Chebyshev's Inequalities

Chebyshev's inequality and its descendants allow you to place an upper bound on the probability that some random variable is >= a set value, given only the mean and variance of that variable. No other information about that variable's distribution is required. Some of the descendants exist to make use of information about higher moments, though.

This web page was sparked off by a web page from Henry Bottomley, at He gives proofs for the standard two-tailed inequality and for a one-tailed variant, and shows examples where the inequality is exactly satisified. Herman Rubin responded in usenet, linking this to the 'problem of moments'. This result is also Question 9 in Problems 7.11 of 'Probability and Random Processes', by Grimmett and Stirzaker, published by Oxford Science Publications, ISBN 0 19 853665 8 - page 327 of my copy, which is the 1993 reprinting. The main contribution of this page is to give a slightly different proof for the one-tailed case, which I find easier to follow than Henry's.

The main use for Chebyshev's inequality is in proving theorems, such as laws of large numbers. The existence of cases where it is exact shows that it is as strong as it can be, given its total lack of assumptions on the distribution of the variable involved. Despite this, you can usually get very much stronger bounds by assuming, for instance, that the variable in question is normally distributed - so most people do. It would be nice to use Chebyshev's inequalities as a defence against variables in real life where outliers are expected, but in such cases the variance of the variable in question may not be known - and judging the error of estimates of variance will probably involve you in distributional assumptions anyway.

The standard two-tailed inequality

We are given a variable X with known mean and variance. For convenience, add a constant to ensure that the mean of X is zero. P(|X| >= t) = E([X^2 >= t^2]), where [condition] has the value 1 if condition holds and 0 otherwise. E([X^2 >= t^2]) <= E(X^2/t^2) = Var(X)/t^2 (since we made sure E(X) = 0). So P(|X| >= t) <= Var(X)/t^2. If you remove the constant added you find that P(|X - E(X)| >= t) <= Var(X)/t^2. This equality can be exact for rather degenerate distributions where X can takes two possible values.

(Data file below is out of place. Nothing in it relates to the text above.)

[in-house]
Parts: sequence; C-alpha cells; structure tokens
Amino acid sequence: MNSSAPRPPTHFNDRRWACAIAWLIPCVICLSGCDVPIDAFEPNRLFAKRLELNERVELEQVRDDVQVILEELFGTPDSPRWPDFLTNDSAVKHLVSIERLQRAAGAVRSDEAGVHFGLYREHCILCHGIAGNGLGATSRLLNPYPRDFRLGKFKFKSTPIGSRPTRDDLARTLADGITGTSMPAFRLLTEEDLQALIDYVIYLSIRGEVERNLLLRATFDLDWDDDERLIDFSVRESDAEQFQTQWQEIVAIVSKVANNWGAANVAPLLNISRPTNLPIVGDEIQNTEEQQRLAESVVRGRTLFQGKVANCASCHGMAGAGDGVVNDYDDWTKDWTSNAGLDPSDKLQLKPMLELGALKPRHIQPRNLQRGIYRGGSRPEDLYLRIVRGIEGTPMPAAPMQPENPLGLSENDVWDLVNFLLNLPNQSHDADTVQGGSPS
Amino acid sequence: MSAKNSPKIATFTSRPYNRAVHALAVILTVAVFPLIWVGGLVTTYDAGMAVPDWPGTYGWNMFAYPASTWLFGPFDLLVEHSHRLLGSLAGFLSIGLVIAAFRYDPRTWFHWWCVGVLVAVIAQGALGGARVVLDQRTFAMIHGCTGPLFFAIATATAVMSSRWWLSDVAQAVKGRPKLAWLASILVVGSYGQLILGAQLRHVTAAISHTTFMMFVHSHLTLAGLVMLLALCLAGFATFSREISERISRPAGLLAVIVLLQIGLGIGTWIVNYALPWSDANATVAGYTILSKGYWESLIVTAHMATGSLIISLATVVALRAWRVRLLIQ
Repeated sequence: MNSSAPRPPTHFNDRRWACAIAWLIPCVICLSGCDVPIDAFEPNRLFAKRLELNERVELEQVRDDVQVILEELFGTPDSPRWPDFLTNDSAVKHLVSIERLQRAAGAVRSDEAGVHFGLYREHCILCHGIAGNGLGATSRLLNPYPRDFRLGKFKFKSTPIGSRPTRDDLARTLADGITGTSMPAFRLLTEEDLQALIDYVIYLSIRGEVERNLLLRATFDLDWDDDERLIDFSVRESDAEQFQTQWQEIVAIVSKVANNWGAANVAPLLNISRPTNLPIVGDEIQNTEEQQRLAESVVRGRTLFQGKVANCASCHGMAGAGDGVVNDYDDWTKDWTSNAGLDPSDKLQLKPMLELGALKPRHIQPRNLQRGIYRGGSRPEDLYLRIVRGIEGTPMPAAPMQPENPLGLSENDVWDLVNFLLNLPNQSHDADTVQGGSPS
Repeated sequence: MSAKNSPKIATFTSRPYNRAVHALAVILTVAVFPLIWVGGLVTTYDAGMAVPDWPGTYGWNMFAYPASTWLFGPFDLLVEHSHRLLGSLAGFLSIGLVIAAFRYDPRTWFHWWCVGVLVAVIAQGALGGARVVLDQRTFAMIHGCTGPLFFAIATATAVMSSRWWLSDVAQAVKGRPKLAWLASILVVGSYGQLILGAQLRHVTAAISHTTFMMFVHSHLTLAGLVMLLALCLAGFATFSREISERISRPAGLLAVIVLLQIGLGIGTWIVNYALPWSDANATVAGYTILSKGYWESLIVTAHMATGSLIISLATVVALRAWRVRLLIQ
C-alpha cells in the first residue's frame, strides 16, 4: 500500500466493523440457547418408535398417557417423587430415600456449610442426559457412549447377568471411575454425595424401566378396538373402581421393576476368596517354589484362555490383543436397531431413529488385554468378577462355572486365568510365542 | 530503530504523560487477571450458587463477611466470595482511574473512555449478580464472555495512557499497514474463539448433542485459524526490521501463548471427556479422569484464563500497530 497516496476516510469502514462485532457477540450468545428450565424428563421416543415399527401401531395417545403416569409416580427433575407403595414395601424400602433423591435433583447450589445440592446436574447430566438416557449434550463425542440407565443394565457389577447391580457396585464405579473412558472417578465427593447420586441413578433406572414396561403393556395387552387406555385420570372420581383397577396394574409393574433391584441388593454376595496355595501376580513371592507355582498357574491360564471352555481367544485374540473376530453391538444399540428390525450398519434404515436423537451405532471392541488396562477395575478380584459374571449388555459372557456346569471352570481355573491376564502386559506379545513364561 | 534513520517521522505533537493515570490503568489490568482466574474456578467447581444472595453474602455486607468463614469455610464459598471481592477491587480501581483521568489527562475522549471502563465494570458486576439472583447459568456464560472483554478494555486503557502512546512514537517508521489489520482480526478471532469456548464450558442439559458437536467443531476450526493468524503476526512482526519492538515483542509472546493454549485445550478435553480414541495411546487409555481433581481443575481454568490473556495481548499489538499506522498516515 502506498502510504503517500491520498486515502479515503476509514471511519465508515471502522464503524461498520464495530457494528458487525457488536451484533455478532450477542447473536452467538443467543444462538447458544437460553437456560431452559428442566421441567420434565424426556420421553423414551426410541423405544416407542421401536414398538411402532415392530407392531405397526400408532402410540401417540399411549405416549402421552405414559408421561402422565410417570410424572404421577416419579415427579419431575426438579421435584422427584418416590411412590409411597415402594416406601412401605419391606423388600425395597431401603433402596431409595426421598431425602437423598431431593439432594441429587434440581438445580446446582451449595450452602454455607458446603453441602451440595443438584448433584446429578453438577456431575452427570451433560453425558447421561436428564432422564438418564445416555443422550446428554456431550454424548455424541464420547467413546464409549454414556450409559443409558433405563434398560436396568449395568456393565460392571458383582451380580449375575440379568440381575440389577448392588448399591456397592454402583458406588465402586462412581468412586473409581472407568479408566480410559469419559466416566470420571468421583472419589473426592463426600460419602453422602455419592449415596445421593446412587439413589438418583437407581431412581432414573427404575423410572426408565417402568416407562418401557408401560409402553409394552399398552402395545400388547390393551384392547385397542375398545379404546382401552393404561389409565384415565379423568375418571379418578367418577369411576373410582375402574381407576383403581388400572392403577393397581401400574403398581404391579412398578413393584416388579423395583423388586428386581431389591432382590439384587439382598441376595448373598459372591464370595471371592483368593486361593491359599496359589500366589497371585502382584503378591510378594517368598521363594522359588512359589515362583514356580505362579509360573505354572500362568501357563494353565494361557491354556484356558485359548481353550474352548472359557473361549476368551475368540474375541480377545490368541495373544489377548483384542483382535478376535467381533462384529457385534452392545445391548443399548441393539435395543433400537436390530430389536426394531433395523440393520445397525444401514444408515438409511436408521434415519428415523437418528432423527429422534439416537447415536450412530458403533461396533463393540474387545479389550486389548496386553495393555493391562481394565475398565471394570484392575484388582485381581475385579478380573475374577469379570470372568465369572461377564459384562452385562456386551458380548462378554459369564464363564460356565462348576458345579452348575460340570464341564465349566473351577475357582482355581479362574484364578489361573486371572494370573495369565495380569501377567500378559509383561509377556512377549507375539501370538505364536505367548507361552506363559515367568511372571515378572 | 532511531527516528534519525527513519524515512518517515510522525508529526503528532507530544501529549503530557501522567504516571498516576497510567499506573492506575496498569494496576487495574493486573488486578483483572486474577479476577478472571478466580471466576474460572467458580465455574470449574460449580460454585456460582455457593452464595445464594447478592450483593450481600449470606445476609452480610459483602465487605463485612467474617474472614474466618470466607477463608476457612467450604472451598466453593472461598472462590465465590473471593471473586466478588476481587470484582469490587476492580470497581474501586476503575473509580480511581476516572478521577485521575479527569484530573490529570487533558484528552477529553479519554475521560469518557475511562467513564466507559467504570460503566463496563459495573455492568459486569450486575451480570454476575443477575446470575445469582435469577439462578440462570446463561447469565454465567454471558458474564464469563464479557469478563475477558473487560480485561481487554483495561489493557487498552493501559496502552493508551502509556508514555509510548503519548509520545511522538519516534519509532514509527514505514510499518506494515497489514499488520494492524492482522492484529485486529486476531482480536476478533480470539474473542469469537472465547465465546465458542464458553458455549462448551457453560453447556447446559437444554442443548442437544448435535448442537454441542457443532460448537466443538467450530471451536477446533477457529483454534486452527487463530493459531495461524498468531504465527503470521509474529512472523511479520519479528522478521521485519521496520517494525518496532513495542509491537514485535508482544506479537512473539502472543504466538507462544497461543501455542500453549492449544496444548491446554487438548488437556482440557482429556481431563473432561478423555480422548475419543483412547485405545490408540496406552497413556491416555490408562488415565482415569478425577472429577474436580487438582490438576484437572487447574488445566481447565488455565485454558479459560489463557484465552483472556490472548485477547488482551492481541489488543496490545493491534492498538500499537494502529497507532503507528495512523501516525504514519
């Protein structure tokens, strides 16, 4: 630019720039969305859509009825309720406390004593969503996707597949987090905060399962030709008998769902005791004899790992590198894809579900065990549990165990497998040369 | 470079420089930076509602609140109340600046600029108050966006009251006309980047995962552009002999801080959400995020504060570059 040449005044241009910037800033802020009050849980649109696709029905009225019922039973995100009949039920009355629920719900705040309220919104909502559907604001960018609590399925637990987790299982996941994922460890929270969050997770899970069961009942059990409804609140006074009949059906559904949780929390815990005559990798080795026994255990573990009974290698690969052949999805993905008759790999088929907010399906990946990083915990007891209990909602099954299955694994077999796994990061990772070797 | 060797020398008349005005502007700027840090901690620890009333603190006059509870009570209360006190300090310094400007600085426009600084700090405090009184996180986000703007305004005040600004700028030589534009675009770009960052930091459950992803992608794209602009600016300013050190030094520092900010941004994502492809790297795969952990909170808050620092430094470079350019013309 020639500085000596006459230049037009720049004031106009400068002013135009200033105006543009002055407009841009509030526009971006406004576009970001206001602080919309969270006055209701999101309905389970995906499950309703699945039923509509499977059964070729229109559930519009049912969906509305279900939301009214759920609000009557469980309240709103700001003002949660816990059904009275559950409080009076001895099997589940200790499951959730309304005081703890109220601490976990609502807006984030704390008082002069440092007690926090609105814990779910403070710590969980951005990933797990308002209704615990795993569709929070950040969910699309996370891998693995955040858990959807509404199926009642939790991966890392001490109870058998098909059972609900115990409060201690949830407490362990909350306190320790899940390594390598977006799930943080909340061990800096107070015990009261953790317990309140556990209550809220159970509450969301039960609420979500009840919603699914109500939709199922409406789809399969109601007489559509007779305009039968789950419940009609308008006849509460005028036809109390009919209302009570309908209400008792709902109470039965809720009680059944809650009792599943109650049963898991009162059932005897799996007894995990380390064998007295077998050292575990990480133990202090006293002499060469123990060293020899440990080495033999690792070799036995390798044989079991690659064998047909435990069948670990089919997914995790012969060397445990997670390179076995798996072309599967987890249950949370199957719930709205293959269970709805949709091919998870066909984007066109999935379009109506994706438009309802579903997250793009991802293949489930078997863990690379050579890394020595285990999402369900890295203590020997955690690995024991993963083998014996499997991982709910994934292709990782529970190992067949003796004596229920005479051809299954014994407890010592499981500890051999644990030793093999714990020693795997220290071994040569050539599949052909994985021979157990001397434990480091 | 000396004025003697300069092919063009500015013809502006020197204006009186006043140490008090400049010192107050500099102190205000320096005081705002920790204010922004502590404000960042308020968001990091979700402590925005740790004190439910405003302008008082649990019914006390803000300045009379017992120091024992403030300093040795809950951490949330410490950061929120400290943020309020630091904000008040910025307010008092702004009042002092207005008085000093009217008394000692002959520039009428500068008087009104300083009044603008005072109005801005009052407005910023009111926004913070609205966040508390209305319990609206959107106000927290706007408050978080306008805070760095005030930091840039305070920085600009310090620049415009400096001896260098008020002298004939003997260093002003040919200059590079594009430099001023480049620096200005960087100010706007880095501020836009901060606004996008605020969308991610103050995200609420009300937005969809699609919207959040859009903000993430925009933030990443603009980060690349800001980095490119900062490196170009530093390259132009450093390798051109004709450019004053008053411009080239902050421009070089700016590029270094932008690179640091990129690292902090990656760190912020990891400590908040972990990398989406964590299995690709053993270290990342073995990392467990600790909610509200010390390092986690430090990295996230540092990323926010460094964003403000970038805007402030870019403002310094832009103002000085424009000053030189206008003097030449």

A proof of a one-tailed inequality

This proof will use the well-known equality Var(X) = E(Var(X|A)) + Var(E(X|A)). One proof of this is:
Var(X)=E(X2) - E(X)2
=E(E(X2|A)) - E(E(X|A))2
=E(Var(X|A) + E(X|A)2) - E(E(X|A))2
=E(Var(X|A)) + E(E(X|A)2) - E(E(X|A))2
=E(Var(X|A)) + Var(E(X|A))

We first of all subtract a constant as necessary to ensure that E(X) = 0. Now, let p, q, and r be the probabilities that X is > t, = t, and < t.
E(X) = 0 = pE(X|X > t) + qt + rE(X|X < t)
Let S = 1 if X > t, 0 if X = t, and -1 if X < t.
Var(X) = E(X2) = E(Var(X|S)) + Var(E(X|S))
And we ignore the term E(Var(X|S)) - which will be zero when our inequality is exact. So we are concerned only with Var(E(X|S)). It's easy to see that E(X|S >= 0) >= t. We can get an idea of E(X|S = -1) from the equality E(X) = 0. Note also that E(E(X|S)) = 0.
Var(X)>=pt2 + qt2 + r[(-pt - qt)/r]2
Var(X)>=(1-r)t2 + t2((1-r)/r)2r
>=t2(1-r) + t2(1-r)2/r

Where s is the prob of X >= t. So Var(X) - sVar(X) >= t2s. or Var(X) >= s(t2 + Var(X)), from which we work out that (adding in our constant again)..

Prob(X - E(X) >= t) <= Var(X)/(t2 + Var(X))

Proof in answer book

The proof in the answer book is neater, and doesn't need as much inspiration as you might think. Here we assume E(X)=0. Now give yourself an extra degree of freedom by noticing that P(X >= t) = P(X + c > = t + c). Since t + c >= 0, P(X >= t) <= E((X + c)2/(t + c)2) = (Var(X) + c2)/(t + c)2.

If you minimise the rhs over c, you will find that it occurs at c = Var(x)/t. I need only pluck this figure from the air and work out that P(X >= t) <= (Var(X) + Var(X)2/t2)/(t+Var(x)/t)2 = Var(X)(t + Var(X)/t)/(t(t+Var(X)/t)2) = Var(X)/(t2 + Var(x)).

Proof in Feller

Another proof of this appears in Volume II of "An introduction to Probability Theory and its Applications", by Feller, section V.7, example (a). This is similar to the proof in the answer book (but no doubt precedes it, at least if you judge by the date of the respective copyrights.

Connection with the Median

The first proof above was based on a proof in Bartoszynski and Niewiadomska-Bugaj that the median is no more than one standard deviation away from the mean, so it is fitting that Henry Bottomley pointed out that you can derive that fact from this inequality. Without loss of generality suppose that the median is greater than the mean. The probablity of X being at least the median value is at least one half. If the median was more than one standard deviation away from the mean, that would contradict the one-tailed Chebyshev inequality.